“60 Minutes” Creator Don Hewitt just died recently at the age of 86.
I read an interesting article about him on Foxnews.com that explains this idea of wrapping your ideas in stories. (See here for the full story.)
The part I want you to hear from that article is this…
“He made his mark in the late 1960s when CBS agreed to try his idea of a one-hour broadcast that mixed hard news and feature stories. The television newsmagazine was born on Sept. 24, 1968.
“He dreamed of a television version of Life, the dominant magazine of the mid-20th century, where interviews with entertainers could co-exist with investigations that exposed corporate malfeasance.
Listen as he reveals his formula for wrapping ideas in stories…
“’The formula is simple,’ he wrote in a memoir in 2001, ‘and it’s reduced to four words every kid in the world knows: Tell me a story. It’s that easy. Even the people who wrote the Bible knew that when you deal with issues, you tell stories. The issue was evil; the story was Noah.
“’60 Minutes’ won 73 Emmys, 13 DuPont/Columbia University Awards and nine Peabody Awards during Hewitt’s stewardship, which ended in 2004.”
Did you catch his formula?
Tell me a story.
Have an issue you want to bring up? Wrap it in a story!
In an earlier article, that appeared in Reader’s Digest, Hewitt described it this way…
“I’ve had producers say, ‘We’ve got to do something on acid rain.’ I say, ‘Hold it. Acid rain is not a story. Acid rain is a topic. We don’t do topics. Find me someone who has to deal with the problem of acid rain. Now you have a story.”
You need to find stories from your life and other’s lives that you can use to explain your business, your products, etc.
And don’t forget to share the story of what’s going on in your life and the life of your business!
Want another simple “recipe” on how to wrap your ideas with powerful stories?
If you want to hold your prospects attention with every point you want to make, then do this…
Make your point, then give a story to illustrate it or apply it.
1. A plumber can share stories of clients who had actual problems that needed to be solved instead of just speaking of the generic services he offers.
The same plumber could share about how/why he got into the plumbing busines. He can share stories of homeowners who increased the value of their homes by installing new sinks/fixtures.
2. A restaurant owner can share memories of their grandparent’s or parent’s cooking. He/she could share stories of the daily adventures of all happens in their restaurant. (Think what you would include if you were filming a reality tv show of that restaurant.) The owner might include (with permission) personal stories of the chefs or waiters and waitresses.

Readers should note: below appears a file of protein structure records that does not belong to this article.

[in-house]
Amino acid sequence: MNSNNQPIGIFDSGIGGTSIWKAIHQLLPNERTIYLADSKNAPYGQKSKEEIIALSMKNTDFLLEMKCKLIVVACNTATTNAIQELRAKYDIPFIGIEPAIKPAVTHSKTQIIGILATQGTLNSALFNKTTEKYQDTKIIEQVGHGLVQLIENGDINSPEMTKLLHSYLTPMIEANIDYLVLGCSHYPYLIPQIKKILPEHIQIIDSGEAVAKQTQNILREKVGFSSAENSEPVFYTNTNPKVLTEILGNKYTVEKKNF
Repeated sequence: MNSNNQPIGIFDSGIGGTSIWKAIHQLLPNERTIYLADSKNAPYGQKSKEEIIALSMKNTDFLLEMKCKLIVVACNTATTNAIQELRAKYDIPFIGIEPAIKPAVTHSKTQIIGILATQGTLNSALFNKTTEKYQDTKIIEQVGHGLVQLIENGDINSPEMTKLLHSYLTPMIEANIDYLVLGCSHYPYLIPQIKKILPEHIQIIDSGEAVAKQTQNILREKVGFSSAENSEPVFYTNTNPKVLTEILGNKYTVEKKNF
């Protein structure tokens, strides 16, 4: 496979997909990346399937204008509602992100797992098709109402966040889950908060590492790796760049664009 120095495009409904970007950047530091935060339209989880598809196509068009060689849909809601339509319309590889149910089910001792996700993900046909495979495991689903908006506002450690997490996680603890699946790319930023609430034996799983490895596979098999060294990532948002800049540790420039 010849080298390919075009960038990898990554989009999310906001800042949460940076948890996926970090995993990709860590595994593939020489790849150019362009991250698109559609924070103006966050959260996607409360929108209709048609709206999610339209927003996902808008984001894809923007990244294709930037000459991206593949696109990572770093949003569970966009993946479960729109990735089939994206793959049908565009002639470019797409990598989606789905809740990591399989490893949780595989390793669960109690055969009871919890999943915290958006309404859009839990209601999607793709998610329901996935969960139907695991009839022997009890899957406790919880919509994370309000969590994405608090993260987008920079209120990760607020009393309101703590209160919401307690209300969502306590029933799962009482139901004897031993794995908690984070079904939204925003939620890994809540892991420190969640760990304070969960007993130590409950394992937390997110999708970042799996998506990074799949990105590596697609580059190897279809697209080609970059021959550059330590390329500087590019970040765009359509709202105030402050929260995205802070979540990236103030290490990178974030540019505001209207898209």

3. A home designer might tell the stories of how he/she worked for a home owner to take their home from blah to fabulous. The designer might share stories he/she finds online of people who share favorite memories of different rooms in their childhood homes. The designer could use that to teach/explain why the design and content of a room is so important not just for asthetic reasons, but also emotional reasons.
Anyway, these are just off the top of my head, but hopefully you get the point! 🙂
I would really encourage you to re-read the quote from Hewitt about the difference between a topic and a story. Also re-read what he describes about how the Bible teaches issues through stories and his point about acid rain and “finding the story”. Really think this over and let it sink in.
Then try this and see how it helps you to better express your ideas and touch your prospects hearts with your content marketing!
Coming On Wednesday, July 14th:
Using content marketing can be powerful – whether it’s text, audio, or video. But if people won’t read it, listen to it, or watch it, then what good is it?
On Wednesday, I’ll share some ideas about how to capture people’s attention so they feel compelled to digest it.
Spread the word! Link to it. Tweet about it. Blog about it. Send smoke signals. Whatever! Here’s how…
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